Karl Liebknecht and Rosa Luxemburg: Marxist heroes remembered

By Heiko Khoo
0 Comment(s)Print E-mail China.org.cn, January 19, 2019
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A man lays a flower on the grave of Rosa Luxemburg at the Monument for the Socialists at Berlin's Friedrichsfelde Central Cemetery on January 13, 2019, to mark the hundredth anniversary of her death. [Photo/VCG]

Rosa Luxemburg and Karl Liebknecht were two of the most outstanding revolutionary figures in history. They dedicated their lives to defending and propagating the objectives of Marxism, and they founded the German Communist Party (KPD). They became leading figures in the German revolution, which ended WWI. Jan. 15, 2019 marked the 100 year anniversary of their execution, and at this time communists and socialists around the world remember their legacy.

Luxemburg and Liebknecht were both born in 1871. Luxemburg was born in Warsaw, Poland to a Jewish family, and became active in politics at the age of 15. While at school she joined the Proletariat Party and helped to organize a general strike which was violently repressed and its leaders executed. Soon after, she fled to Switzerland and studied at Zurich University, where she was awarded a doctorate degree in 1897. She collaborated with fellow revolutionaries from Poland, France, Lithuania, Germany and Russia, and after acquiring German citizenship, she threw herself into work with the German Social Democratic Party (SPD).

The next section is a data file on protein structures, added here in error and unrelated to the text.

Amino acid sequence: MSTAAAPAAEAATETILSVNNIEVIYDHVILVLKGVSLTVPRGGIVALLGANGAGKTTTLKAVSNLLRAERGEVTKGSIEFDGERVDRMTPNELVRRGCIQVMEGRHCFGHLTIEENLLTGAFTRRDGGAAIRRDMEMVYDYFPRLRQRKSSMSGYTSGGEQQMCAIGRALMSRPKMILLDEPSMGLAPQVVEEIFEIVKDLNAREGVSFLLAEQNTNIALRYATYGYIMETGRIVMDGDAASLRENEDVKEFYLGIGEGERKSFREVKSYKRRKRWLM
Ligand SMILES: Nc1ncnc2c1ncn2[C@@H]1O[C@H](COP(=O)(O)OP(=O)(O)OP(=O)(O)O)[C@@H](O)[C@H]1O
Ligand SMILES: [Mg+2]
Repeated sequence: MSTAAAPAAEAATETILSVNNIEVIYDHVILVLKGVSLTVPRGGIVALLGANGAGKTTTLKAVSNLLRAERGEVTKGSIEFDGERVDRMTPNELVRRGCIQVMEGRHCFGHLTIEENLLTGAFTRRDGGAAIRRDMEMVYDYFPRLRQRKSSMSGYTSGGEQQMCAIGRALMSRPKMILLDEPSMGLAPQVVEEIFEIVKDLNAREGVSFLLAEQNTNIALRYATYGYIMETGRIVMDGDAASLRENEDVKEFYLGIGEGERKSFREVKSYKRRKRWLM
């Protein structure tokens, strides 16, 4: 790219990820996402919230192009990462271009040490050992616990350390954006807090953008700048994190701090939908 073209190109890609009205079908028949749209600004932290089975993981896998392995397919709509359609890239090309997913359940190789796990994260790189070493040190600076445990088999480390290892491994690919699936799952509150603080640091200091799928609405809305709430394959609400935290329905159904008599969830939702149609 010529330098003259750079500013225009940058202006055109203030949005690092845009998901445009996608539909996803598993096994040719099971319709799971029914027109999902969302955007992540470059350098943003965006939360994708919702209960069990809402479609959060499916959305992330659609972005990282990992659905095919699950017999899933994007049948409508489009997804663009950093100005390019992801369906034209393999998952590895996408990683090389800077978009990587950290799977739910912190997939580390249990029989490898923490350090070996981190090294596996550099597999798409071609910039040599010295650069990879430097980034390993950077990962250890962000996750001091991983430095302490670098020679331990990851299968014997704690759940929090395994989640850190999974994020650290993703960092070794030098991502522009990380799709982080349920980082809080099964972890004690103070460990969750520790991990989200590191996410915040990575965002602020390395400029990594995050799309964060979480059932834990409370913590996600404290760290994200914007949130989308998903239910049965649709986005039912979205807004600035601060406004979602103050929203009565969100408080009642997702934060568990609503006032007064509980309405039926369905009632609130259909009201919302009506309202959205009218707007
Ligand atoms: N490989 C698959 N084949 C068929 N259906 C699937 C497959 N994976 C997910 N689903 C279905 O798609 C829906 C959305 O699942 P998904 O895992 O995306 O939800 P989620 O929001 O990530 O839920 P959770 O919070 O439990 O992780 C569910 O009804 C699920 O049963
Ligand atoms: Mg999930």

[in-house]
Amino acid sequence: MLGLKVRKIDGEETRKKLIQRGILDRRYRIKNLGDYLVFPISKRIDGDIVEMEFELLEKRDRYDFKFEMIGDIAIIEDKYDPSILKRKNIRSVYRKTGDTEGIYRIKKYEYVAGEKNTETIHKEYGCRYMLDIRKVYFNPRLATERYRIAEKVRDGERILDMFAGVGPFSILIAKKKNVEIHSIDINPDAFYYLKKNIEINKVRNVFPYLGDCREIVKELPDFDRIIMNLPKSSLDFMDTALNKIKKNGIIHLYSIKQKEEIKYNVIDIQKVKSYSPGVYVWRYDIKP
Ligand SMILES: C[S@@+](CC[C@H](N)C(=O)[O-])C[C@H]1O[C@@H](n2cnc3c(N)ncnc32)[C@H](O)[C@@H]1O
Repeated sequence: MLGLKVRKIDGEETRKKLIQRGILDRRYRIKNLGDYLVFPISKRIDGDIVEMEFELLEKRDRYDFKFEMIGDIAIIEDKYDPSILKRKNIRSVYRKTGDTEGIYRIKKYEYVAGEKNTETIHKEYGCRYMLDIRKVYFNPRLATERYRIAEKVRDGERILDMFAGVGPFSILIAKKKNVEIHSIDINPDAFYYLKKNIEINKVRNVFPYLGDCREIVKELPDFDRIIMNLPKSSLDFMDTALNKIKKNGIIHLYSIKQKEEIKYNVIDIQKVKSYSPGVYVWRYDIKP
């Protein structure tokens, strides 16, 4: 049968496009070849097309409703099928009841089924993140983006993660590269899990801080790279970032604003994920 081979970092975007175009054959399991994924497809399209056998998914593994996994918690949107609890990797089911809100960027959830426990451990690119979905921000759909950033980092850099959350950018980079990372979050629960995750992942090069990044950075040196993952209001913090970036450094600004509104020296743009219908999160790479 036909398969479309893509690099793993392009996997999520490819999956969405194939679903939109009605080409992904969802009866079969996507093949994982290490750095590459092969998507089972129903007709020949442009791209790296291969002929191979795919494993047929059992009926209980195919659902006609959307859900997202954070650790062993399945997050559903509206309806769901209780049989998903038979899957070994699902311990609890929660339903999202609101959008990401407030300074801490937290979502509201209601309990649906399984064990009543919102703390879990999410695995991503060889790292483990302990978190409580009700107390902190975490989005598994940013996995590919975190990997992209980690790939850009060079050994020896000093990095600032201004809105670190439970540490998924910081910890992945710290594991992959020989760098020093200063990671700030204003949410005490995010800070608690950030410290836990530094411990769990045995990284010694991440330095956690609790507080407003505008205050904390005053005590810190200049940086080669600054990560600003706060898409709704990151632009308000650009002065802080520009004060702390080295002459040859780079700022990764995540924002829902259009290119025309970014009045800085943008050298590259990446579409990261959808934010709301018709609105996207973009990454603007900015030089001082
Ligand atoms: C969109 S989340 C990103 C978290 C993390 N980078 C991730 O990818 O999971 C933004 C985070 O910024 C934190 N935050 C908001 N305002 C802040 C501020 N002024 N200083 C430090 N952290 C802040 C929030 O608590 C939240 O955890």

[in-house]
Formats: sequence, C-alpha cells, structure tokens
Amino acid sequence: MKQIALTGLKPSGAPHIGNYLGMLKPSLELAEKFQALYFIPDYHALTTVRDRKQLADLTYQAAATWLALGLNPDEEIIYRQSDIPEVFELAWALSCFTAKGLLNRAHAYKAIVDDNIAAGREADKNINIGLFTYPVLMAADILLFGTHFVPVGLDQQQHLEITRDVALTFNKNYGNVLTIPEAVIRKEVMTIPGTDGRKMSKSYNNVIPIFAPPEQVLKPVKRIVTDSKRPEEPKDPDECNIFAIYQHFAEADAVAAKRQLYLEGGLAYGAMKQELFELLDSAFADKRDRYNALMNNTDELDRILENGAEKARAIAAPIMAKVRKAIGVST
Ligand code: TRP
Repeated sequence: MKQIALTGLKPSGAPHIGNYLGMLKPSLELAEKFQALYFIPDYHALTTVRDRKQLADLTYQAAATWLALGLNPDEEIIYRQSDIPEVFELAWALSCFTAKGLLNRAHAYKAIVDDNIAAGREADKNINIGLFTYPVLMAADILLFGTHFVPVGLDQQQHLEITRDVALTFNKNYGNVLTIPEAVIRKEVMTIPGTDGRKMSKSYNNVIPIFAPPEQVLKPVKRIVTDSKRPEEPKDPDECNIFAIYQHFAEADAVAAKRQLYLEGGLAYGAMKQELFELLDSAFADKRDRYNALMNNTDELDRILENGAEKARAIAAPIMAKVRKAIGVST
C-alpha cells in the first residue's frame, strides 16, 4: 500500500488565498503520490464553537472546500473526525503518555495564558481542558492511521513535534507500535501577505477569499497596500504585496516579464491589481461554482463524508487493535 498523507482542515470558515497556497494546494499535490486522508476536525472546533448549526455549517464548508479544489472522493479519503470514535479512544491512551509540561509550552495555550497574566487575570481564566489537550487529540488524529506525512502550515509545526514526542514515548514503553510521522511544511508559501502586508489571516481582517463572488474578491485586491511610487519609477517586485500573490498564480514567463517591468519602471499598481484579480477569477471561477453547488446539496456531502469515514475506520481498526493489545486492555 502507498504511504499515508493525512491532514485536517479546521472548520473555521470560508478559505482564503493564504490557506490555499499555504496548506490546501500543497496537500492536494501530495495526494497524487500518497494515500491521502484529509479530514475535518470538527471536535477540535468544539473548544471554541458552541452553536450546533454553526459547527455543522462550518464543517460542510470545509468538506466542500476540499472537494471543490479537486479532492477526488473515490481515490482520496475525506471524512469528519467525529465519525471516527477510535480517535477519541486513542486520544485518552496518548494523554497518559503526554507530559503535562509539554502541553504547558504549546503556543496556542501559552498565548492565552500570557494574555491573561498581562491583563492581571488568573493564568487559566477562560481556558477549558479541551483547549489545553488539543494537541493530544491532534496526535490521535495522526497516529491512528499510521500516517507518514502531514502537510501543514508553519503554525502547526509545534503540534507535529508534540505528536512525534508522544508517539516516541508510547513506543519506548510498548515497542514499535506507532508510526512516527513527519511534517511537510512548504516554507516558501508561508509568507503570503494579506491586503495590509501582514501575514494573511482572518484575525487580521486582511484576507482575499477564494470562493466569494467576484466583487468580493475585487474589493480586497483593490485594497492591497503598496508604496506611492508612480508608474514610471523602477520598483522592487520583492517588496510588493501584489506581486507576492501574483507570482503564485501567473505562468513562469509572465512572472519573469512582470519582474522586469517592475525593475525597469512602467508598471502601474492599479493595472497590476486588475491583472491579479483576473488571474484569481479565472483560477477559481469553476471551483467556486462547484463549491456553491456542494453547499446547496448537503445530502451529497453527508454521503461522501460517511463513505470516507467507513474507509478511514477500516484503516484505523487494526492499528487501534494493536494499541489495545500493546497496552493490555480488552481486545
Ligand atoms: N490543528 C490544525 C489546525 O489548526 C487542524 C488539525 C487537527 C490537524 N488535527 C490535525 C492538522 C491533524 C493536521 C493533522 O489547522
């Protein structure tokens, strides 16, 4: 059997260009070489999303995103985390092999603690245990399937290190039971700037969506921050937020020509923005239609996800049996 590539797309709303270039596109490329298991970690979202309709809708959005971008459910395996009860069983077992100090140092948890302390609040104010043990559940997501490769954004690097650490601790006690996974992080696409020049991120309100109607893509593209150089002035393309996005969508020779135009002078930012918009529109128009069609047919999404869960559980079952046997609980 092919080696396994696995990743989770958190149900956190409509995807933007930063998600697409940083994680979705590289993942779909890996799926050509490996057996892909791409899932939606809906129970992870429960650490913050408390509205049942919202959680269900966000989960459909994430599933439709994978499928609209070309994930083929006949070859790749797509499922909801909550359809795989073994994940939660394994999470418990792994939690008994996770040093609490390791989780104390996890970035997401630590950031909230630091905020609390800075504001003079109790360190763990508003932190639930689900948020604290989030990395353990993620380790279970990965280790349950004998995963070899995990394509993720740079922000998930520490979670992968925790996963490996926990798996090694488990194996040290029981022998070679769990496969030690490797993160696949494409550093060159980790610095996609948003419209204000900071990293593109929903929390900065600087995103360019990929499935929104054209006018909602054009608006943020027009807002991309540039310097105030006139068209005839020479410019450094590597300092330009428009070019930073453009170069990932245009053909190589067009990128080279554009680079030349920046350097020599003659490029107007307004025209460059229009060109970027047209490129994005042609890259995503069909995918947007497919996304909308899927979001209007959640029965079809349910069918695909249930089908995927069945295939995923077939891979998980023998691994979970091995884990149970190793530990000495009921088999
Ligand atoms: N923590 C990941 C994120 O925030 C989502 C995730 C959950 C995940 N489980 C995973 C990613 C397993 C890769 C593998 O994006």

Karl Liebknecht was the son of Wilhelm Liebknecht and the godson of Karl Marx. He trained as a lawyer, and from an early age was active in the SPD. In 1912, he was elected by the party to the German parliament. His father and August Bebel had been the cofounders of the SPD, which started as an overtly Marxist party. It was the world's strongest and most influential workers' party until 1914, when it capitulated to nationalism and dispatched German workers to the trenches to kill fellow workers from other European countries. 

In the late 19th century, German capitalism experienced a long period of expansion, which fostered a culture of deal-making between the SPD, the government and employers. This led to a belief that capitalism had changed its basic character, and that Marx's theory of an irreconcilable conflict of interest between capital and labor was outdated. In that case, instead of requiring a revolution, capitalism would be able to evolve into socialism. This revised Marxism was a doctrine of gradual reform, and its leading thinker was Eduard Bernstein, who claimed, "The movement is everything, the final goal nothing." 

It was Rosa Luxemburg who first identified and directly challenged this process within the SPD. Her book "Reform or Revolution," published in 1900, destroyed Bernstein's evolutionary arguments; and its critique of reformist socialism remains a fresh and vibrant masterpiece of Marxist theory. 

After 1900, conflicts of interest between the major capitalist powers grew. German capitalism was hemmed in by Imperialist colonization, so the rapid growth of the German economy entailed a direct clash with French, Belgian, Russian and British interests. European competition for markets engulfed the world and provided the fuel that fed the deadly flames of WWI.